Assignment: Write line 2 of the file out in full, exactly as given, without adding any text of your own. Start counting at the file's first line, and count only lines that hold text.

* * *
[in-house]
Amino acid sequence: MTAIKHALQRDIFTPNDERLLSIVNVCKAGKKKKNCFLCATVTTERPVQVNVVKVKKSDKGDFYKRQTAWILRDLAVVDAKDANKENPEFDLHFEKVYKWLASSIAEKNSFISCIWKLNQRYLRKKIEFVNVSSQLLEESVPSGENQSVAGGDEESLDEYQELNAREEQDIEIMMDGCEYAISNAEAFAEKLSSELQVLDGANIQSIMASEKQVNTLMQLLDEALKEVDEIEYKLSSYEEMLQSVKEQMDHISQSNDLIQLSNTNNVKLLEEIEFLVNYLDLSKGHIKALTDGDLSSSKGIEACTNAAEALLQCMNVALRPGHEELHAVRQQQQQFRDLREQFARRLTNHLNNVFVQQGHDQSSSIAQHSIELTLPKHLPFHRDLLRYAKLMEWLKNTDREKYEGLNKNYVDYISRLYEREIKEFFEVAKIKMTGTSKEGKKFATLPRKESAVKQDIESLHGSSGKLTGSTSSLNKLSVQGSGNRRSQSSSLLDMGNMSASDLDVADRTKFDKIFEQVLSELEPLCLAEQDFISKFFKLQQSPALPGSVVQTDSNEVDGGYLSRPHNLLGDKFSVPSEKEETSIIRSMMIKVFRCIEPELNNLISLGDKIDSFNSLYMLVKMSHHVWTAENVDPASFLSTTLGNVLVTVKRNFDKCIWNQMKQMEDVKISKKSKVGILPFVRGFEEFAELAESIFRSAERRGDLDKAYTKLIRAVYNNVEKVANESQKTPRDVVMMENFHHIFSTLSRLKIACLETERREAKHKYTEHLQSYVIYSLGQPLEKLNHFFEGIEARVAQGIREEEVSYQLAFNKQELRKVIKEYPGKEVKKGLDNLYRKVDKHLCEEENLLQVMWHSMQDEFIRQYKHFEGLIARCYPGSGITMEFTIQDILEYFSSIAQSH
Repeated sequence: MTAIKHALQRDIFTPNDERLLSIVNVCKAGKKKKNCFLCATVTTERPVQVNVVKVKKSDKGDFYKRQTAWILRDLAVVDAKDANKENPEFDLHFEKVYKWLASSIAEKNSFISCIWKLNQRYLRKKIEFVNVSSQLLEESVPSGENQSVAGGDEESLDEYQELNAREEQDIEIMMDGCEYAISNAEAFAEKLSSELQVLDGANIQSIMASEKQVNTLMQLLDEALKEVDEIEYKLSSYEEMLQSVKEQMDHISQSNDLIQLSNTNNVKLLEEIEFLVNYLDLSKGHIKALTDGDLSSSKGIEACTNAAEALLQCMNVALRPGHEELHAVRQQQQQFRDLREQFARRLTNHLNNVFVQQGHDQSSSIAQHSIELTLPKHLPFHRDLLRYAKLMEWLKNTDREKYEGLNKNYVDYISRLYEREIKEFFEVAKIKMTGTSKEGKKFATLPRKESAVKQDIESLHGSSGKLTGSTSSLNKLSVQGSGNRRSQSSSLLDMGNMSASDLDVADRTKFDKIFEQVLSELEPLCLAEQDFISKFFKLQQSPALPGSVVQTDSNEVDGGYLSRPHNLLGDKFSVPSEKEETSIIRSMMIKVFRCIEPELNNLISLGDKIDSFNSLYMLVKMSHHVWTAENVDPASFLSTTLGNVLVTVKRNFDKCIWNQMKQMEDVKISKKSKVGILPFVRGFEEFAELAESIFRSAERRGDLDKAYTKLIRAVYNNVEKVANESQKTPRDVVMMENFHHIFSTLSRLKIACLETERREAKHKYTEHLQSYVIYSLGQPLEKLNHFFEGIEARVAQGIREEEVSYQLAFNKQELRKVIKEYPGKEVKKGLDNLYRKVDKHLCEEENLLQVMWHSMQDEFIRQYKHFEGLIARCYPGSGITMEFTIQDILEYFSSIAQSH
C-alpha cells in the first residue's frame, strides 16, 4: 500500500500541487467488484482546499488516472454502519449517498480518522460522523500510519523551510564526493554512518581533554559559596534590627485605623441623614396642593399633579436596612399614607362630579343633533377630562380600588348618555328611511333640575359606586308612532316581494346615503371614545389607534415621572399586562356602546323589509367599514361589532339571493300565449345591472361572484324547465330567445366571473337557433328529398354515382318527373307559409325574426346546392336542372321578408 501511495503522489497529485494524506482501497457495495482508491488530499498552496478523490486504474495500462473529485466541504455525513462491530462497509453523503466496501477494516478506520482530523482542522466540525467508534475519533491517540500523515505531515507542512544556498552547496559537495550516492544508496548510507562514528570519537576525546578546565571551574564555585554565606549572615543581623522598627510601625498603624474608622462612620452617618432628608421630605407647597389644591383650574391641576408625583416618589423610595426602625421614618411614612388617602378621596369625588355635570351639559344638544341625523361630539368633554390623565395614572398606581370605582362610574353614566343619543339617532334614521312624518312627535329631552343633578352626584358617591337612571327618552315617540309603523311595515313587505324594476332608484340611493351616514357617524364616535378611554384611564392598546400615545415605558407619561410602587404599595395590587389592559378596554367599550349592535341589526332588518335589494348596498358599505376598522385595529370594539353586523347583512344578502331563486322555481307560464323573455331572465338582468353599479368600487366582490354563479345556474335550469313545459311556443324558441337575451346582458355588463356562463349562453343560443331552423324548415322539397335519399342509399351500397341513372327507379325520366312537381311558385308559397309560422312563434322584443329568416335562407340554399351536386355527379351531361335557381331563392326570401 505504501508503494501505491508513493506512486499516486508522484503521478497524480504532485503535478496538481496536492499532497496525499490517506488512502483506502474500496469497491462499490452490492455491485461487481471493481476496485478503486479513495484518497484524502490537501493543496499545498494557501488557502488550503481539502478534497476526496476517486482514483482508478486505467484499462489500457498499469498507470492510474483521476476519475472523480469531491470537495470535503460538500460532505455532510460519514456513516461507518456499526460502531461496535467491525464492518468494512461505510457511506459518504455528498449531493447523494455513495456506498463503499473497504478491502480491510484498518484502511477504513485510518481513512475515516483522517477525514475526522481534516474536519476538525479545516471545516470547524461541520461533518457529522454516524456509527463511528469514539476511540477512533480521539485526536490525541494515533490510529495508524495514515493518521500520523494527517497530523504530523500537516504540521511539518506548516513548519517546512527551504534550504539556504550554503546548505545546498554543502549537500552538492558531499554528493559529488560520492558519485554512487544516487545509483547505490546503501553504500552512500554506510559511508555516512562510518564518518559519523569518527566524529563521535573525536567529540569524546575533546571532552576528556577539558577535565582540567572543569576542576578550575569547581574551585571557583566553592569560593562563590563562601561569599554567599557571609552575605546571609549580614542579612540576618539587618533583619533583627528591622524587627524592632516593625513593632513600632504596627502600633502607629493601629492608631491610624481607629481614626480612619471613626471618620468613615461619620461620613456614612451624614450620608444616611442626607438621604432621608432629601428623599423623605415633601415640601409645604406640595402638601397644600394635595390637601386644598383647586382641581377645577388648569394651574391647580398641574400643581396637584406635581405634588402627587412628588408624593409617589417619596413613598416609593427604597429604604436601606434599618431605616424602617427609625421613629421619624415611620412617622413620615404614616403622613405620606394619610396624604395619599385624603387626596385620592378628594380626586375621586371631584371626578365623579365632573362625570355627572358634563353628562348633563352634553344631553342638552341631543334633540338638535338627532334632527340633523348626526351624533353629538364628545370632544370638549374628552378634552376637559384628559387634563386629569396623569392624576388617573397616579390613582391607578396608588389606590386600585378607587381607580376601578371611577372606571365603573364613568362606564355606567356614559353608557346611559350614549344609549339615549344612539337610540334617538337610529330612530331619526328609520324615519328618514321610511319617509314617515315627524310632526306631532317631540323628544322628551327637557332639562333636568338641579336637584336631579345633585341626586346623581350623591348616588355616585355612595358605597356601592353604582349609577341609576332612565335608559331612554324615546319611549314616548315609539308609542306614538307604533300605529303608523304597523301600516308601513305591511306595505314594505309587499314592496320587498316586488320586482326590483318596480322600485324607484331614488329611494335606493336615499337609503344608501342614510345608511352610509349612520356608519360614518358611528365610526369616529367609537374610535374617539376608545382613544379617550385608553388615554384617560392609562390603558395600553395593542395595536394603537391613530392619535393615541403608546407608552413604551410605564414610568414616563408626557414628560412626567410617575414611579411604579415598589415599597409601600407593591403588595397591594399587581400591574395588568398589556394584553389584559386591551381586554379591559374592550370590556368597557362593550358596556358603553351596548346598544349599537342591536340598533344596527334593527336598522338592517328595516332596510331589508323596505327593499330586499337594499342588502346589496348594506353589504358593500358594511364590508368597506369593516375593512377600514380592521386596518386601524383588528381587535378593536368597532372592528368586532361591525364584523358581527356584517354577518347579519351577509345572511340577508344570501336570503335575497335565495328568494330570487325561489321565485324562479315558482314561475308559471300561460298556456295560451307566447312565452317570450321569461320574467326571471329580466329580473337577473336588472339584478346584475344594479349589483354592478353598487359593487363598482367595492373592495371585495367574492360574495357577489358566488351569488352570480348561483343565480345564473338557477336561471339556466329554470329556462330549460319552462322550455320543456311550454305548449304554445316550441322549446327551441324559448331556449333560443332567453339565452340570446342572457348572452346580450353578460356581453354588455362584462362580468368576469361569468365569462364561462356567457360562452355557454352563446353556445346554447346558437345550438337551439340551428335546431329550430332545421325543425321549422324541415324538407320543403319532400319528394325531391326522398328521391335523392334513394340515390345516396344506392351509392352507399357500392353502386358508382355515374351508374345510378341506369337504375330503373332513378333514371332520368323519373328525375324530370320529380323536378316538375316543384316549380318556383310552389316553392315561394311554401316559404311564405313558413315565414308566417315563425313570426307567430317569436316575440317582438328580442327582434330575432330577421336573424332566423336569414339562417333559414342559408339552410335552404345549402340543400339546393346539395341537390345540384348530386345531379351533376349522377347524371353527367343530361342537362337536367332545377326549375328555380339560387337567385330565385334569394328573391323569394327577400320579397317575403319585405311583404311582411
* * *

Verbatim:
Amino acid sequence: MTAIKHALQRDIFTPNDERLLSIVNVCKAGKKKKNCFLCATVTTERPVQVNVVKVKKSDKGDFYKRQTAWILRDLAVVDAKDANKENPEFDLHFEKVYKWLASSIAEKNSFISCIWKLNQRYLRKKIEFVNVSSQLLEESVPSGENQSVAGGDEESLDEYQELNAREEQDIEIMMDGCEYAISNAEAFAEKLSSELQVLDGANIQSIMASEKQVNTLMQLLDEALKEVDEIEYKLSSYEEMLQSVKEQMDHISQSNDLIQLSNTNNVKLLEEIEFLVNYLDLSKGHIKALTDGDLSSSKGIEACTNAAEALLQCMNVALRPGHEELHAVRQQQQQFRDLREQFARRLTNHLNNVFVQQGHDQSSSIAQHSIELTLPKHLPFHRDLLRYAKLMEWLKNTDREKYEGLNKNYVDYISRLYEREIKEFFEVAKIKMTGTSKEGKKFATLPRKESAVKQDIESLHGSSGKLTGSTSSLNKLSVQGSGNRRSQSSSLLDMGNMSASDLDVADRTKFDKIFEQVLSELEPLCLAEQDFISKFFKLQQSPALPGSVVQTDSNEVDGGYLSRPHNLLGDKFSVPSEKEETSIIRSMMIKVFRCIEPELNNLISLGDKIDSFNSLYMLVKMSHHVWTAENVDPASFLSTTLGNVLVTVKRNFDKCIWNQMKQMEDVKISKKSKVGILPFVRGFEEFAELAESIFRSAERRGDLDKAYTKLIRAVYNNVEKVANESQKTPRDVVMMENFHHIFSTLSRLKIACLETERREAKHKYTEHLQSYVIYSLGQPLEKLNHFFEGIEARVAQGIREEEVSYQLAFNKQELRKVIKEYPGKEVKKGLDNLYRKVDKHLCEEENLLQVMWHSMQDEFIRQYKHFEGLIARCYPGSGITMEFTIQDILEYFSSIAQSH